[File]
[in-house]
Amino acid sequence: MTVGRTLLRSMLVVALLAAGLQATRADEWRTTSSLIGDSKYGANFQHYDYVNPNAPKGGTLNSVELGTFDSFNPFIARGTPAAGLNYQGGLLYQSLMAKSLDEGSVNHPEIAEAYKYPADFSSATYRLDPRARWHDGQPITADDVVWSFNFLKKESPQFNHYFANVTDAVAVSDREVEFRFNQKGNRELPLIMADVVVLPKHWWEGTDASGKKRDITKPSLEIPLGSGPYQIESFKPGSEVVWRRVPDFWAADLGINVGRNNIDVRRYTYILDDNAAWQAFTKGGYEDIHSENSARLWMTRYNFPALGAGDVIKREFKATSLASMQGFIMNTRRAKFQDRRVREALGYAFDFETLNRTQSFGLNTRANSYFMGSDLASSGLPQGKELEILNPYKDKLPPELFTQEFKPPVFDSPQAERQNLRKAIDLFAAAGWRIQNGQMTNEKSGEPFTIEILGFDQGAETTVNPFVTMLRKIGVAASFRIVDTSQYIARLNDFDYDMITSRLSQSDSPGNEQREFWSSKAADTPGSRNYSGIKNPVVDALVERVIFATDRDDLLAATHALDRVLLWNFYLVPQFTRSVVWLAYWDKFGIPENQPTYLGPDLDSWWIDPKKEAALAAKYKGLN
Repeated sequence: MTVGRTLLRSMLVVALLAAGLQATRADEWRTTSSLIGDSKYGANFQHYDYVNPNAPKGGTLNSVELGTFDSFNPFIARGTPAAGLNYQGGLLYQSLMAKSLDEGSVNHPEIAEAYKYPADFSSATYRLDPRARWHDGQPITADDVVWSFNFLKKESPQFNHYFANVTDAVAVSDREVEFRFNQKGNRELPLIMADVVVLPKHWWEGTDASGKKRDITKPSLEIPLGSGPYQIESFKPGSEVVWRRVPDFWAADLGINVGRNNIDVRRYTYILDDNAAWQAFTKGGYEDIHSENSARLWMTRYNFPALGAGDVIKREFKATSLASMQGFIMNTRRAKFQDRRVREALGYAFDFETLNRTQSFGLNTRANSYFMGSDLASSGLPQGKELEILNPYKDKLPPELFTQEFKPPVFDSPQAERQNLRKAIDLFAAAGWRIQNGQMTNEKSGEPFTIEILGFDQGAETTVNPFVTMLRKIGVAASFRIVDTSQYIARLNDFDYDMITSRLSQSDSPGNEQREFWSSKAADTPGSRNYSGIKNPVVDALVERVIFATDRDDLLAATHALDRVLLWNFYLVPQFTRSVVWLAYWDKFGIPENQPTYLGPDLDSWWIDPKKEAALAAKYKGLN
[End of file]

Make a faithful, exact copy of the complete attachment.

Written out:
[in-house]
Amino acid sequence: MTVGRTLLRSMLVVALLAAGLQATRADEWRTTSSLIGDSKYGANFQHYDYVNPNAPKGGTLNSVELGTFDSFNPFIARGTPAAGLNYQGGLLYQSLMAKSLDEGSVNHPEIAEAYKYPADFSSATYRLDPRARWHDGQPITADDVVWSFNFLKKESPQFNHYFANVTDAVAVSDREVEFRFNQKGNRELPLIMADVVVLPKHWWEGTDASGKKRDITKPSLEIPLGSGPYQIESFKPGSEVVWRRVPDFWAADLGINVGRNNIDVRRYTYILDDNAAWQAFTKGGYEDIHSENSARLWMTRYNFPALGAGDVIKREFKATSLASMQGFIMNTRRAKFQDRRVREALGYAFDFETLNRTQSFGLNTRANSYFMGSDLASSGLPQGKELEILNPYKDKLPPELFTQEFKPPVFDSPQAERQNLRKAIDLFAAAGWRIQNGQMTNEKSGEPFTIEILGFDQGAETTVNPFVTMLRKIGVAASFRIVDTSQYIARLNDFDYDMITSRLSQSDSPGNEQREFWSSKAADTPGSRNYSGIKNPVVDALVERVIFATDRDDLLAATHALDRVLLWNFYLVPQFTRSVVWLAYWDKFGIPENQPTYLGPDLDSWWIDPKKEAALAAKYKGLN
Repeated sequence: MTVGRTLLRSMLVVALLAAGLQATRADEWRTTSSLIGDSKYGANFQHYDYVNPNAPKGGTLNSVELGTFDSFNPFIARGTPAAGLNYQGGLLYQSLMAKSLDEGSVNHPEIAEAYKYPADFSSATYRLDPRARWHDGQPITADDVVWSFNFLKKESPQFNHYFANVTDAVAVSDREVEFRFNQKGNRELPLIMADVVVLPKHWWEGTDASGKKRDITKPSLEIPLGSGPYQIESFKPGSEVVWRRVPDFWAADLGINVGRNNIDVRRYTYILDDNAAWQAFTKGGYEDIHSENSARLWMTRYNFPALGAGDVIKREFKATSLASMQGFIMNTRRAKFQDRRVREALGYAFDFETLNRTQSFGLNTRANSYFMGSDLASSGLPQGKELEILNPYKDKLPPELFTQEFKPPVFDSPQAERQNLRKAIDLFAAAGWRIQNGQMTNEKSGEPFTIEILGFDQGAETTVNPFVTMLRKIGVAASFRIVDTSQYIARLNDFDYDMITSRLSQSDSPGNEQREFWSSKAADTPGSRNYSGIKNPVVDALVERVIFATDRDDLLAATHALDRVLLWNFYLVPQFTRSVVWLAYWDKFGIPENQPTYLGPDLDSWWIDPKKEAALAAKYKGLN